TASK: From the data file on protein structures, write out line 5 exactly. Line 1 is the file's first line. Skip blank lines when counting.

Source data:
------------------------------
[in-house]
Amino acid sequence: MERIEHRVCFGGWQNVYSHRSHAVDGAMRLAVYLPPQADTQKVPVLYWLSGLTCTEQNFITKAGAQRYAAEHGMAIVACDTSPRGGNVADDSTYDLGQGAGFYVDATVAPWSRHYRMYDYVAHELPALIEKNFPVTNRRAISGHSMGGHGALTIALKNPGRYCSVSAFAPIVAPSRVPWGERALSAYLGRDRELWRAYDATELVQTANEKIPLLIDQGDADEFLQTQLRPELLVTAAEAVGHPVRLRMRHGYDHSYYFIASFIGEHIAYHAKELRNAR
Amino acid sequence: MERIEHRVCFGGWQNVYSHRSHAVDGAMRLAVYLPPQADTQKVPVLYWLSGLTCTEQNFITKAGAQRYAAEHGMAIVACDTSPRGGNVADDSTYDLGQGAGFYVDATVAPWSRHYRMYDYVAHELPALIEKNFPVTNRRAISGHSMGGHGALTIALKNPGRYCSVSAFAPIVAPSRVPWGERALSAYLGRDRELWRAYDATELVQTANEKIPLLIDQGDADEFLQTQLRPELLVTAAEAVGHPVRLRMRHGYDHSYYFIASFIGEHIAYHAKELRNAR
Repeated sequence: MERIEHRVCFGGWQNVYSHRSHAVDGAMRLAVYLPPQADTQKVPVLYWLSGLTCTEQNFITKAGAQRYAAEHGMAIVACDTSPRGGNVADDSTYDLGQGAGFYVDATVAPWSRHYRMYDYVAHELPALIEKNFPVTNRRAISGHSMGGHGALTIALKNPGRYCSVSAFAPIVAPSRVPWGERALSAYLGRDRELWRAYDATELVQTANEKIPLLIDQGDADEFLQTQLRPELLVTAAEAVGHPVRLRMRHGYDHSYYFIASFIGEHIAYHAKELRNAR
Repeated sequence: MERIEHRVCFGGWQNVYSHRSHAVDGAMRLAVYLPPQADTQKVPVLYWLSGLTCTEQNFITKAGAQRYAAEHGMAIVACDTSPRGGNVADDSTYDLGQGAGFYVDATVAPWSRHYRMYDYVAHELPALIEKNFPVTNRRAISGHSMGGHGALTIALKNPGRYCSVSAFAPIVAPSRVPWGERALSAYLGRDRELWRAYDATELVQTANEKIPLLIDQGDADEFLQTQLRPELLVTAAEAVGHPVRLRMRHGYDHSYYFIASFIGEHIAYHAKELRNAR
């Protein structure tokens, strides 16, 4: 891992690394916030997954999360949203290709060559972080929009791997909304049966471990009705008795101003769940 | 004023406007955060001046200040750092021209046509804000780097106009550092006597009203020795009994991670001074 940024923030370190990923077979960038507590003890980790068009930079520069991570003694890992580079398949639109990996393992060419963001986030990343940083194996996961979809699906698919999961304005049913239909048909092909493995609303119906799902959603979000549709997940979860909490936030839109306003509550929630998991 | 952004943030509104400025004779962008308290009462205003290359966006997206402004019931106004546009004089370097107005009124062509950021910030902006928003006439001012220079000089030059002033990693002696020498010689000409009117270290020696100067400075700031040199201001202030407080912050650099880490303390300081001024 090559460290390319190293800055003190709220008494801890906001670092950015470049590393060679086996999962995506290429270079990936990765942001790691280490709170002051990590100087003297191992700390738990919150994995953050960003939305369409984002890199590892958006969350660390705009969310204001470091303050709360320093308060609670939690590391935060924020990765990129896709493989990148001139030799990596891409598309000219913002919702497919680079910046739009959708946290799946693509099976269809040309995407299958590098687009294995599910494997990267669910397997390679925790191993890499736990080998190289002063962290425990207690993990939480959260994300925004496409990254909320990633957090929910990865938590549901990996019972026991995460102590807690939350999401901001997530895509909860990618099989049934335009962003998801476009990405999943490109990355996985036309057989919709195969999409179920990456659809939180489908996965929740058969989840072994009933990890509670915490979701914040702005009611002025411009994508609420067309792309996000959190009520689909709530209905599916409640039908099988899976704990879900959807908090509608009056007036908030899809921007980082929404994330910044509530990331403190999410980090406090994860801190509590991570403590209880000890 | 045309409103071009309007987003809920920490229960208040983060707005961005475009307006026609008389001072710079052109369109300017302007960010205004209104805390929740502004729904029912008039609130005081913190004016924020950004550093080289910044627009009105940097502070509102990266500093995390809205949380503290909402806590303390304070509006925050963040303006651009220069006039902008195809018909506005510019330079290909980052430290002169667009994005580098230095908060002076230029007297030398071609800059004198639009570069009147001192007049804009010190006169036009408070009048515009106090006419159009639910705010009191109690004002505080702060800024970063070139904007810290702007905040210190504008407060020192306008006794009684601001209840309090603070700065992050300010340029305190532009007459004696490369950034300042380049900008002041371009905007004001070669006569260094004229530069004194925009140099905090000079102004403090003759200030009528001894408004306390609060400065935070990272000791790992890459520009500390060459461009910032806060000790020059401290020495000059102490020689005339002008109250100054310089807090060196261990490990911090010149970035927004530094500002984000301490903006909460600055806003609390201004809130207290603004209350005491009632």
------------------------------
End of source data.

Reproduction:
Repeated sequence: MERIEHRVCFGGWQNVYSHRSHAVDGAMRLAVYLPPQADTQKVPVLYWLSGLTCTEQNFITKAGAQRYAAEHGMAIVACDTSPRGGNVADDSTYDLGQGAGFYVDATVAPWSRHYRMYDYVAHELPALIEKNFPVTNRRAISGHSMGGHGALTIALKNPGRYCSVSAFAPIVAPSRVPWGERALSAYLGRDRELWRAYDATELVQTANEKIPLLIDQGDADEFLQTQLRPELLVTAAEAVGHPVRLRMRHGYDHSYYFIASFIGEHIAYHAKELRNAR